U.G.L.E and G.L.I.

P. Venkatraman


As many of you may know we at UGLE are at variance with the Grand Lodge of India.

This situation arose out of actions taken by the GLI about a decade back.

UGLE is now revisiting this situation and representatives of the UGLE have gone round the country meeting the Brethren of the 3 District of the UGLE at Calcutta, Madras and Bombay. The meetings have been held with a view to elicit the views of the brethren, especially the younger and junior brethren.

At the District of Bombay and Northern India under the UGLE we felt that we must put out a 'position paper' that summarises the situation. The purpose of posting the paper is twofold.

1. To inform and educate younger and junior brethren on the fact of the case, so that they can form their own view.

2. To present a summary of the situation to the more senior brethren who may be aware of parts of the history.

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Many of the brethren especially Junior members may not be aware of the developments regarding formation of the Grand Lodge of India in 1961 by the three Grand Lodges i.e. United Grand Lodge of England. Grand Lodge of Ireland and Grand Lodge of Scotland and its subsequent derecognition in 1992.

This paper is therefore to give information about the background of events so far.

1. The Three Grand Lodges made it a condition precedent to the formation (recognition) of Grand Lodge of India that certain rights and privileges will be granted to Lodges not joining the new Grand Lodge by means of treaties (concordat) between it and each of the existing Grand Lodge such as.

(a) Their right to the same privileges and courtesies which are now extended by three Constitutions to one another (multiple membership)

(b) Their right not to have undue pressure put on them to join the new Grand Lodge at a later stage.

(c) The existing Lodges under the three Grand Lodges were to opt to remain with three Grand Lodges or to join the new Grand Lodge of India.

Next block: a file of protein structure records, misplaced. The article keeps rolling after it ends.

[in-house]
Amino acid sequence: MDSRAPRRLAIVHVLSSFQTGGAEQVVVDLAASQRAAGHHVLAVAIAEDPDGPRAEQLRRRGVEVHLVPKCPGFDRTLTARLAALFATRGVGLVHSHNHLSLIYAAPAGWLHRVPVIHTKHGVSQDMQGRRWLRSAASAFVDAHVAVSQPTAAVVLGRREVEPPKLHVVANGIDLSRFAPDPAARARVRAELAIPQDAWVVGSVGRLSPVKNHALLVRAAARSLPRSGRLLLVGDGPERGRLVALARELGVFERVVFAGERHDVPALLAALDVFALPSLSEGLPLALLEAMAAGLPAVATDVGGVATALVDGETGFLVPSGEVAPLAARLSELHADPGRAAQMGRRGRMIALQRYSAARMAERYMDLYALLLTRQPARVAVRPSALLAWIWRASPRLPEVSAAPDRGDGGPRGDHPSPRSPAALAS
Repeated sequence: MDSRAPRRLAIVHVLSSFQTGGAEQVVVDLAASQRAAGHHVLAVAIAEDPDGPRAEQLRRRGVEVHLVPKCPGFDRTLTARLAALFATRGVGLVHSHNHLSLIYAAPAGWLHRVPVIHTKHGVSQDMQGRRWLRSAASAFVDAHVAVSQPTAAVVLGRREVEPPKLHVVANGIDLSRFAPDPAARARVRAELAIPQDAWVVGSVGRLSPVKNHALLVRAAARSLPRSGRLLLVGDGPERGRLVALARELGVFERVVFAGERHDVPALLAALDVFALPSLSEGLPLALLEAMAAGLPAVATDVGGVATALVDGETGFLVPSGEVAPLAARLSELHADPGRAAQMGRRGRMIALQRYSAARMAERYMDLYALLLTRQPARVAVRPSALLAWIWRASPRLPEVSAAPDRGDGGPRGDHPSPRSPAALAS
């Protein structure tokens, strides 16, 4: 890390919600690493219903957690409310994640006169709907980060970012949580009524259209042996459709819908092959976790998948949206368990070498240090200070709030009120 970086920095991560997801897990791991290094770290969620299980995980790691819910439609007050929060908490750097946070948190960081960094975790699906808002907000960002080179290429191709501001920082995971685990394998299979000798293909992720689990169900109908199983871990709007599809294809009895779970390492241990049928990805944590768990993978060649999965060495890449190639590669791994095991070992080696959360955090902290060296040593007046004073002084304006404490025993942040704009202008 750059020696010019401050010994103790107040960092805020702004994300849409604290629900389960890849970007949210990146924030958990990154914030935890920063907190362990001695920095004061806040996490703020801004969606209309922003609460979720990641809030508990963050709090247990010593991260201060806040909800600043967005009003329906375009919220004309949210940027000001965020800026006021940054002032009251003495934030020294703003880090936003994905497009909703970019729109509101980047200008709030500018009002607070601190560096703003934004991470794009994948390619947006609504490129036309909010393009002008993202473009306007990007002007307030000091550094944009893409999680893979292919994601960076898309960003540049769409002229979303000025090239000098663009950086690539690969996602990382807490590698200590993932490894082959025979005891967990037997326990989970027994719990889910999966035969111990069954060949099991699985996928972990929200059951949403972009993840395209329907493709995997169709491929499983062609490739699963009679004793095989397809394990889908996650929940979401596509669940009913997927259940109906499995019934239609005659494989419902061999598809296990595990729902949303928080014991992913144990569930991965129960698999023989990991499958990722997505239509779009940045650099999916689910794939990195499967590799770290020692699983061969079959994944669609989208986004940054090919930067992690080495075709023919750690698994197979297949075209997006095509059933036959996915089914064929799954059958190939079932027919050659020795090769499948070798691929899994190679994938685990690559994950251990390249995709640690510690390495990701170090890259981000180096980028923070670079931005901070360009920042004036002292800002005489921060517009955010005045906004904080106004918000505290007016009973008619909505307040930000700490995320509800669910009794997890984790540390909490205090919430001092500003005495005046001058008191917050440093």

3. The result of the ballot as far as English Constitution was concerned was 96 in Favor of the new Grand Lodge and 85 in favor of continuing under United Grand Lodge of England.

Note: 96 Lodges had agreed to join the Grand Lodge of India because of the assurance that their members would be able to retain their membership with English Constitution.

4. The Grand Lodge of India was consecrated in 1961.

5. Express guarantee for continued and unhindered functioning of Lodges that opted to remain under the English Constitution was explicitly provided and this was further ratified in a Concordat (Agreement) which was drawn up and signed by the Grand Lodge of England and the new Grand Lodge of India, the Concordat stipulated interalia.

a) That the Grand Master of our Grand Lodge would retain his jurisdiction over his District as provided in Rule 62 of our book of Constitutions.

b) That Grand Lodge of England would not warrant any new Lodge. (On the record there is no demand from the Grand Lodge of India for this, yet with a view to help new Grand Lodge to grow without competition the Grand Lodge of England had volunteered to have such clause).

c) That no undue pressure will be exerted on brethren to change their allegiance (emphasis ours)

d) That the Lodges remaining under Grand Lodge of England have the right to the same privileges and courtesies, which are now extended by the three Grand Lodges to one another (multiple membership intervisitation between Lodges under the jurisdiction of three Grand Lodges).

6. Fraternal harmony and good will prevailed overall. Brethren who are members of different Grand Lodges were provided facility to participate in the meetings of District Grand Lodges of E.C. and Regional Grand Lodges of Grand Lodge of India. At these meetings District Grand Lodges (E.C.) and Regional Grand Lodges (GLI) even exchanged official deputations.

This happy state of affairs went on for well over 30 years. The Grand Lodge of India went on consecrating new Lodges all over India taking their tally of Lodges from 145 in 1961 to over 300 presently. Our District consolidated our 28 Lodges (including 5 Lodges in the north due to amalgamation of District of Northern India with Bombay).

7. Crisis In Relationship

Throughout this period although sly private remarks were made about our allegiance to a foreign Grand Lodge and our patriotism was questioned, there was no open hostility towards us. On our part we could in no way harm the interest of Grand Lodge of India, as by the concordat we were limited to our 28 Lodges.

However in 1986 the Grand Lodge of India celebrated its Silver Jubilee and sadly the then Grand Master of GLI M.W. Bro. Prakash Narain mounted an assault on the continued existence of Lodges under the foreign Constitutions and put forth a demand that these Lodges be wound up. He floated a disinformation that the Grand Lodges of England, Ireland and Scotland too were not interested in their Lodges in India. This assault was continued with greater vigour by successive Grand Masters the Regional Grand Masters and others of Grand lodge of India printed speeches of these worthies are on record.